Most wounds to the skin cause leakage of blood from damaged blood vessels and a clot forms to serve as a temporary shield to protect the denuded wound tissue and provide a provisional matrix through which cells can migrate during the reparative process. The clot consists of platelets embedded in a mesh of cross-linked fibrin fibers together with small amounts of plasma fibronectin, vitronectin, and thrombospondin. It also serves as a reservoir of cytokines and growth factors, such as platelet-derived growth factor, transforming growth factor-β (TGF-β), epidermal growth factor, and insulin-like growth factor-1, which are released by degranulating platelets. Owing to the high concentration of cytokines and growth factors, the clot also provides chemotactic cues to recruit circulating inflammatory cells to the wound site and initiates and stimulates angiogenesis. After hemostasis is achieved (within minutes), chemotactic signals released by degranulating platelets as well as byproducts of proteolysis of fibrin and other matrix components recruit neutrophils and monocytes to the wound site. Neutrophils arrive within minutes of injury at the wound site and serve to clear the initial rush of contaminating bacteria as well as provide a source of proinflammatory cytokines that serve as the earliest signals to activate local fibroblast and keratinocytes. In contrast, macrophages accumulate at the wound site several days after the initial injury and are essential for effective wound healing. The macrophages phagocytose any remaining pathogenic organisms and cellular debris. Once activated, macrophages also release a battery of growth factors and cytokines at the wound site, thus amplifying the earlier wound signals released by degranulating platelets and neutrophils. Therefore, these crucial M2 macrophages secrete growth factors and antiinflammatory cytokines to mediate the reparative process.

When ongoing injury has ceased, hemostasis has been achieved, and an immune response successfully set in place, the acute wound shifts toward tissue repair. The proliferative phase starts on the third day after wounding and lasts for approximately 2 weeks thereafter. This phase is characterized by fibroblast migration and deposition of newly synthesized ECM to replace the provisional fibrin network. Fibroblasts and myofibroblasts in the surrounding tissue are stimulated to proliferate for the first 3 days, after which these cells migrate into the wound. Once in the wound, these cells proliferate profusely and produce the matrix proteins fibronectin, hyaluronan, and proteoglycans. By the end of the first week, abundant ECM accumulates, which provides support for the wound and further supports cell migration. The fibroblasts then convert into myofibroblasts, which initiates wound contraction in the reparative process that helps to approximate the wound edges.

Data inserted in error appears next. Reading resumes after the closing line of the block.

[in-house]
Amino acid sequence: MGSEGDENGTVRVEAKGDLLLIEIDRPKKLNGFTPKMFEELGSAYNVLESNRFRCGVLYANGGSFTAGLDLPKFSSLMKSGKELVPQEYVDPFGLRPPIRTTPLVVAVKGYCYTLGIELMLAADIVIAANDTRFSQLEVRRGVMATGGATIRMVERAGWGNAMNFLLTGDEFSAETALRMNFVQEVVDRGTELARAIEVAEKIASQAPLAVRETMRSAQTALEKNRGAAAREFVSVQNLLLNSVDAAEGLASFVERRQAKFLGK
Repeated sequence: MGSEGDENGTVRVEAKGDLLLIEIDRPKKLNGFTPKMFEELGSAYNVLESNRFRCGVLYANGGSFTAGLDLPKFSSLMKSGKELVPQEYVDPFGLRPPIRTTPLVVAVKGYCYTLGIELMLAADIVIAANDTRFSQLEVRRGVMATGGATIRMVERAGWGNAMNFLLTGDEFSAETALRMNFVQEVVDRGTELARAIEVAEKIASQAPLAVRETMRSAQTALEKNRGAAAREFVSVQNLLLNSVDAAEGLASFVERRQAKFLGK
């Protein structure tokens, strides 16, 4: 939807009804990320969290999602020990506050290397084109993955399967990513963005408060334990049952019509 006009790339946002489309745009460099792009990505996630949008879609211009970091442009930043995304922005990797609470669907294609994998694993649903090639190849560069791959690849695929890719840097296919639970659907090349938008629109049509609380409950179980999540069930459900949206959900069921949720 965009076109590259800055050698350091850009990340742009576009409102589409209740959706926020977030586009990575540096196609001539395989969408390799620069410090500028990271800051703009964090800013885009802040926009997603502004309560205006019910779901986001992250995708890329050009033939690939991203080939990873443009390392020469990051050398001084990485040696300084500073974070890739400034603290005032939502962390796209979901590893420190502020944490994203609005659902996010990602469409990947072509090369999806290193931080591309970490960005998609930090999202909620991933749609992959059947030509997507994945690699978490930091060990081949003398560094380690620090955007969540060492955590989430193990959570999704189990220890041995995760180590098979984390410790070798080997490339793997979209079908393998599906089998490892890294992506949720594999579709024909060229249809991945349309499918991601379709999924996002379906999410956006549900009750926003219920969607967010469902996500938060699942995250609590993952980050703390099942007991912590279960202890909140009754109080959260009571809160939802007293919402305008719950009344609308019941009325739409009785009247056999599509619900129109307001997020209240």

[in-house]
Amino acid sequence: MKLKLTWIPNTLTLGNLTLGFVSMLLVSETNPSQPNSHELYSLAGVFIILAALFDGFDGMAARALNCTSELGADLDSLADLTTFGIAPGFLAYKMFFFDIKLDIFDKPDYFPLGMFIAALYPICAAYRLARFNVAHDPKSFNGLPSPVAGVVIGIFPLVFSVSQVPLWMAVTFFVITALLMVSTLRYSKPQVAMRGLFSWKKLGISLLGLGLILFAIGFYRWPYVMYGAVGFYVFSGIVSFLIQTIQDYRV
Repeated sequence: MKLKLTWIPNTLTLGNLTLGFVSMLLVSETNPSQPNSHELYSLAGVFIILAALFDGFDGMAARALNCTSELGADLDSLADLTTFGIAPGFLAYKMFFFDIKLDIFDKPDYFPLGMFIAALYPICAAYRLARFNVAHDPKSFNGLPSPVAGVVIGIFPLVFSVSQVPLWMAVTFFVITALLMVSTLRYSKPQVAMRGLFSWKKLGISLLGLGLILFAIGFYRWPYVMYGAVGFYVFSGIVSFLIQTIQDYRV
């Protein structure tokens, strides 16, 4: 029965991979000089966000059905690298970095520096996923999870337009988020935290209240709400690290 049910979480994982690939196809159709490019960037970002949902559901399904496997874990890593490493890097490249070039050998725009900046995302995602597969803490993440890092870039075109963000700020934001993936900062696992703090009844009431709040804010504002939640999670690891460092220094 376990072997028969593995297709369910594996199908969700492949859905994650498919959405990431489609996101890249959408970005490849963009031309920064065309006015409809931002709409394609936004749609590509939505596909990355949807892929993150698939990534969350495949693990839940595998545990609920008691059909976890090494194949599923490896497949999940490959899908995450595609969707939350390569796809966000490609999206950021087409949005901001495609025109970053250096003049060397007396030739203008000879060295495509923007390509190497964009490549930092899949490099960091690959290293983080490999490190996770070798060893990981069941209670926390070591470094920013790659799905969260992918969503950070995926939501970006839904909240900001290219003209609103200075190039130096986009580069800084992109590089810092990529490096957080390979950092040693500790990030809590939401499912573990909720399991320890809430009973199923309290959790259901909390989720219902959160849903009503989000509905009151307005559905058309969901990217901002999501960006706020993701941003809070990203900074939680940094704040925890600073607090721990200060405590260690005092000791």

In the proliferative phase, reepithelialization through migration of keratinocytes also occurs and starts from the wound edges within a few hours of wounding. In the unwounded skin, the basal keratinocyte layer attaches to the basement membrane. These keratinocytes are anchored primarily to hemidesmosomes, which bind to laminin in the basement membrane by way of integrins and have intracellular links to the keratin–cytoskeletal network. During wound healing, the hemidesmosomes dissolve and the leading edge keratinocytes express new integrins that allow for the cells to migrate over the provisional wound matrix. In addition, the leading-edge keratinocytes also have the ability to dissolve the fibrin barrier ahead of them to allow for the migration. The chief fibrinolytic enzyme is plasmin, which is derived from plasminogen within the clot itself, and can be activated by either tissue-type plasminogen activator or urokinase-type plasminogen activator (uPA). Both of these activators and the receptor for uPA are upregulated in the migrating keratinocyte. Furthermore, various members of the matrix metalloproteinase (MMP) family are also upregulated by the wound edge keratinocytes. More specifically, MMP-9 can cut collagen type IV and VII and is thought to be responsible for releasing keratinocytes from the basement membrane. Additional MMPs have been identified in the wound that degrades native collagens and presumably aids keratinocyte crawling by cutting collagen type I and III at the sites of focal adhesion attachment to the dermis. Once the denuded wound surface has been covered by a monolayer of keratinocytes, epithelial migration ceases and a new stratified epidermis with underlying basal lamina is reestablished from the margins of the wound inward.

In the final phase of wound healing, the remodeling phase is responsible for the development of new epithelium and scar tissue formation, which can last for up to 1 to 2 years. In this phase, the ECM begins to mature. The collagen bundles increase in diameter and the tensile strength of the wound increases progressively to approximately 80% of the original strength compared with unwounded tissue. In addition to collagen deposition, the collagen fibers become more organized, which leads to increased contraction that initially began in the inflammatory phase. As the wound matures, the density of fibroblasts and macrophages is reduced by apoptosis. With time, the growth of the capillaries stops, blood flow to the area declines, and metabolic activity at the wound site decreases. The end result is a fully mature scar with a reduced number of cells, decreased blood vessels, and high tensile strength.